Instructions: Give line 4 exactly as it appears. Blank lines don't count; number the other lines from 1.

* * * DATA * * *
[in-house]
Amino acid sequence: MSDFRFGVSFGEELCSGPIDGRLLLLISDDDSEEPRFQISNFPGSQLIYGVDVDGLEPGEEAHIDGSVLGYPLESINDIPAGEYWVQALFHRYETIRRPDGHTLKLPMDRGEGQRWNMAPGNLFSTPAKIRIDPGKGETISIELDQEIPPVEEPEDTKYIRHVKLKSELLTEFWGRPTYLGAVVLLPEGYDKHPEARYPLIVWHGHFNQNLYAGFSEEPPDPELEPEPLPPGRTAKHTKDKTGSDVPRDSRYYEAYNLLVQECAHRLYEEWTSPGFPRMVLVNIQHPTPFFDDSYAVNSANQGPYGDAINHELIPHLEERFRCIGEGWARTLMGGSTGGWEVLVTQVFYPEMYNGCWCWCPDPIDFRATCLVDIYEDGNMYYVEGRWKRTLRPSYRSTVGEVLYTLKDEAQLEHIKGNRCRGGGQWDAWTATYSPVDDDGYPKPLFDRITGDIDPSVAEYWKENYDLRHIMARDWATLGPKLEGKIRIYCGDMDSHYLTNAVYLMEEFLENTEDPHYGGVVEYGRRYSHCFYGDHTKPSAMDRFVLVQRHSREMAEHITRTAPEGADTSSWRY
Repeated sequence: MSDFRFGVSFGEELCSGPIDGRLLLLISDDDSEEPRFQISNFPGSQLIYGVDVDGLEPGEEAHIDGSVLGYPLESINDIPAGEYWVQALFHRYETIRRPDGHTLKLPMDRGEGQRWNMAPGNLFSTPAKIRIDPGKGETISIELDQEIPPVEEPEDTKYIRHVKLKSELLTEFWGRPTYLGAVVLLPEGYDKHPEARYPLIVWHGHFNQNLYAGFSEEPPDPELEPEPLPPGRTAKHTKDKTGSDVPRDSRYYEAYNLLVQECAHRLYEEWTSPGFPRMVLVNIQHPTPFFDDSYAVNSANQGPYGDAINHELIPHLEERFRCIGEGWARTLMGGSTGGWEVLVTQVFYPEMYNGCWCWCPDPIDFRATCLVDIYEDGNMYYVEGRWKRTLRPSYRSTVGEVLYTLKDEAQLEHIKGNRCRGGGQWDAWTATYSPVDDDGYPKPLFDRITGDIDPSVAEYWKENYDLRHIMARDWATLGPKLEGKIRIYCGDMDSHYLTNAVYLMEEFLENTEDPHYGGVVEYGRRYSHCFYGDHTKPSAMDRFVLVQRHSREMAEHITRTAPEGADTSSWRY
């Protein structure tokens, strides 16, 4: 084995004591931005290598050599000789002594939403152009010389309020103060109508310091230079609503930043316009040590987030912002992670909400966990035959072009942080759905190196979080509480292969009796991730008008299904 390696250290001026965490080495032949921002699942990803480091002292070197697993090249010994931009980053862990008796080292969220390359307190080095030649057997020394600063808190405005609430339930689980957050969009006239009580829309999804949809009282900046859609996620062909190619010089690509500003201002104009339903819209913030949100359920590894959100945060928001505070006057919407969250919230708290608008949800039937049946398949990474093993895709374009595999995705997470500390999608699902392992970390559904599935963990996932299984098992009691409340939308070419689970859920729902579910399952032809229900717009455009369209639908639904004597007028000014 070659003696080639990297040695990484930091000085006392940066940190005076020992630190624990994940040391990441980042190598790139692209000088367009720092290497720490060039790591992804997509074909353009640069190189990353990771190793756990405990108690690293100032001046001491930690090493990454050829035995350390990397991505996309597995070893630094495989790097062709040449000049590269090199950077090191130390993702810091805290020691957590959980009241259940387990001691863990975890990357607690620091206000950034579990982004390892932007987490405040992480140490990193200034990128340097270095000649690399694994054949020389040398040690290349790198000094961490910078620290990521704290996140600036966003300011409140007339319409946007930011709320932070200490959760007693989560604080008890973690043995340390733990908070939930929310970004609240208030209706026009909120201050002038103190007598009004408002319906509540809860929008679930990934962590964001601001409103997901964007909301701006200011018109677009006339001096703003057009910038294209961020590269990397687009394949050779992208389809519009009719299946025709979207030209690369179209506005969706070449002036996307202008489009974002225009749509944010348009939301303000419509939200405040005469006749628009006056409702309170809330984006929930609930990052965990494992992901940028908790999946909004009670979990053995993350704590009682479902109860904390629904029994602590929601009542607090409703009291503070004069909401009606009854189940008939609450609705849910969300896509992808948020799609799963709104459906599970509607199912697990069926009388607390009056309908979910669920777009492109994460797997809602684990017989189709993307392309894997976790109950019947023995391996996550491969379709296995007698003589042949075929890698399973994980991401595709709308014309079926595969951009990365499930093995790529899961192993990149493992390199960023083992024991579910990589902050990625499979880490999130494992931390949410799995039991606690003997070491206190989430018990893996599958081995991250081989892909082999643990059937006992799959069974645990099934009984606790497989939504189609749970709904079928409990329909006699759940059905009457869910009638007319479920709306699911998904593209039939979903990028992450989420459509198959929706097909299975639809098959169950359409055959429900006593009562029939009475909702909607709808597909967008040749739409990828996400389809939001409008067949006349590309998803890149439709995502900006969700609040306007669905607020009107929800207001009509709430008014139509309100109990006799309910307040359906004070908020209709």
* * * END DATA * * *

């Protein structure tokens, strides 16, 4: 084995004591931005290598050599000789002594939403152009010389309020103060109508310091230079609503930043316009040590987030912002992670909400966990035959072009942080759905190196979080509480292969009796991730008008299904 390696250290001026965490080495032949921002699942990803480091002292070197697993090249010994931009980053862990008796080292969220390359307190080095030649057997020394600063808190405005609430339930689980957050969009006239009580829309999804949809009282900046859609996620062909190619010089690509500003201002104009339903819209913030949100359920590894959100945060928001505070006057919407969250919230708290608008949800039937049946398949990474093993895709374009595999995705997470500390999608699902392992970390559904599935963990996932299984098992009691409340939308070419689970859920729902579910399952032809229900717009455009369209639908639904004597007028000014 070659003696080639990297040695990484930091000085006392940066940190005076020992630190624990994940040391990441980042190598790139692209000088367009720092290497720490060039790591992804997509074909353009640069190189990353990771190793756990405990108690690293100032001046001491930690090493990454050829035995350390990397991505996309597995070893630094495989790097062709040449000049590269090199950077090191130390993702810091805290020691957590959980009241259940387990001691863990975890990357607690620091206000950034579990982004390892932007987490405040992480140490990193200034990128340097270095000649690399694994054949020389040398040690290349790198000094961490910078620290990521704290996140600036966003300011409140007339319409946007930011709320932070200490959760007693989560604080008890973690043995340390733990908070939930929310970004609240208030209706026009909120201050002038103190007598009004408002319906509540809860929008679930990934962590964001601001409103997901964007909301701006200011018109677009006339001096703003057009910038294209961020590269990397687009394949050779992208389809519009009719299946025709979207030209690369179209506005969706070449002036996307202008489009974002225009749509944010348009939301303000419509939200405040005469006749628009006056409702309170809330984006929930609930990052965990494992992901940028908790999946909004009670979990053995993350704590009682479902109860904390629904029994602590929601009542607090409703009291503070004069909401009606009854189940008939609450609705849910969300896509992808948020799609799963709104459906599970509607199912697990069926009388607390009056309908979910669920777009492109994460797997809602684990017989189709993307392309894997976790109950019947023995391996996550491969379709296995007698003589042949075929890698399973994980991401595709709308014309079926595969951009990365499930093995790529899961192993990149493992390199960023083992024991579910990589902050990625499979880490999130494992931390949410799995039991606690003997070491206190989430018990893996599958081995991250081989892909082999643990059937006992799959069974645990099934009984606790497989939504189609749970709904079928409990329909006699759940059905009457869910009638007319479920709306699911998904593209039939979903990028992450989420459509198959929706097909299975639809098959169950359409055959429900006593009562029939009475909702909607709808597909967008040749739409990828996400389809939001409008067949006349590309998803890149439709995502900006969700609040306007669905607020009107929800207001009509709430008014139509309100109990006799309910307040359906004070908020209709």